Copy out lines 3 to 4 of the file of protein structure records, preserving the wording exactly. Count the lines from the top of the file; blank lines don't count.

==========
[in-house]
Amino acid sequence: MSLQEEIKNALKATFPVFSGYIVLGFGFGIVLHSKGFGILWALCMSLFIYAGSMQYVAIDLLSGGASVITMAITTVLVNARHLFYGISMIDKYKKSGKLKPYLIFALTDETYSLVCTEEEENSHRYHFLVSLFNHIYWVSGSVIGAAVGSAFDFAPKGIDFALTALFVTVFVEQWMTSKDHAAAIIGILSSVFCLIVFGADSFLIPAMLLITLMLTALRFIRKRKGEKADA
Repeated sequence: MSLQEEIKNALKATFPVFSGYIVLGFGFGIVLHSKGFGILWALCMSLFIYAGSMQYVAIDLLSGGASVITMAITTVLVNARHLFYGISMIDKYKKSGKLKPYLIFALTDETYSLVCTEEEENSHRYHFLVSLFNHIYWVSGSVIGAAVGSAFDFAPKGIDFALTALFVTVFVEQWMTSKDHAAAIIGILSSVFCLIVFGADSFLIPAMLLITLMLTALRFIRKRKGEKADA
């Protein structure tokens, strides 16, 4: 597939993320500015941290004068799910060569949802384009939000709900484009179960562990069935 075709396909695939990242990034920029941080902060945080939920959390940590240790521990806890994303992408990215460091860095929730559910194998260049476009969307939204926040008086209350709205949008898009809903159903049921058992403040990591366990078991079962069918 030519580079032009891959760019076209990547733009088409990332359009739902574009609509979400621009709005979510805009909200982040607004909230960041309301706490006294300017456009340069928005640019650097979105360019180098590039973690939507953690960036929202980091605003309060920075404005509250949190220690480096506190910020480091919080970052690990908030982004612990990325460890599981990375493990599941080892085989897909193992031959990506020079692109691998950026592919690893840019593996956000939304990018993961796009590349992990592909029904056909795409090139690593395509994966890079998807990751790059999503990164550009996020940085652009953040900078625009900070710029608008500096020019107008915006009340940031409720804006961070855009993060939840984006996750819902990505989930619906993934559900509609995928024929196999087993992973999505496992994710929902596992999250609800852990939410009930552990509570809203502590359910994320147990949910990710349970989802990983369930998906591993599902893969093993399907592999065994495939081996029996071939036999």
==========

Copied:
Repeated sequence: MSLQEEIKNALKATFPVFSGYIVLGFGFGIVLHSKGFGILWALCMSLFIYAGSMQYVAIDLLSGGASVITMAITTVLVNARHLFYGISMIDKYKKSGKLKPYLIFALTDETYSLVCTEEEENSHRYHFLVSLFNHIYWVSGSVIGAAVGSAFDFAPKGIDFALTALFVTVFVEQWMTSKDHAAAIIGILSSVFCLIVFGADSFLIPAMLLITLMLTALRFIRKRKGEKADA
């Protein structure tokens, strides 16, 4: 597939993320500015941290004068799910060569949802384009939000709900484009179960562990069935 075709396909695939990242990034920029941080902060945080939920959390940590240790521990806890994303992408990215460091860095929730559910194998260049476009969307939204926040008086209350709205949008898009809903159903049921058992403040990591366990078991079962069918 030519580079032009891959760019076209990547733009088409990332359009739902574009609509979400621009709005979510805009909200982040607004909230960041309301706490006294300017456009340069928005640019650097979105360019180098590039973690939507953690960036929202980091605003309060920075404005509250949190220690480096506190910020480091919080970052690990908030982004612990990325460890599981990375493990599941080892085989897909193992031959990506020079692109691998950026592919690893840019593996956000939304990018993961796009590349992990592909029904056909795409090139690593395509994966890079998807990751790059999503990164550009996020940085652009953040900078625009900070710029608008500096020019107008915006009340940031409720804006961070855009993060939840984006996750819902990505989930619906993934559900509609995928024929196999087993992973999505496992994710929902596992999250609800852990939410009930552990509570809203502590359910994320147990949910990710349970989802990983369930998906591993599902893969093993399907592999065994495939081996029996071939036999």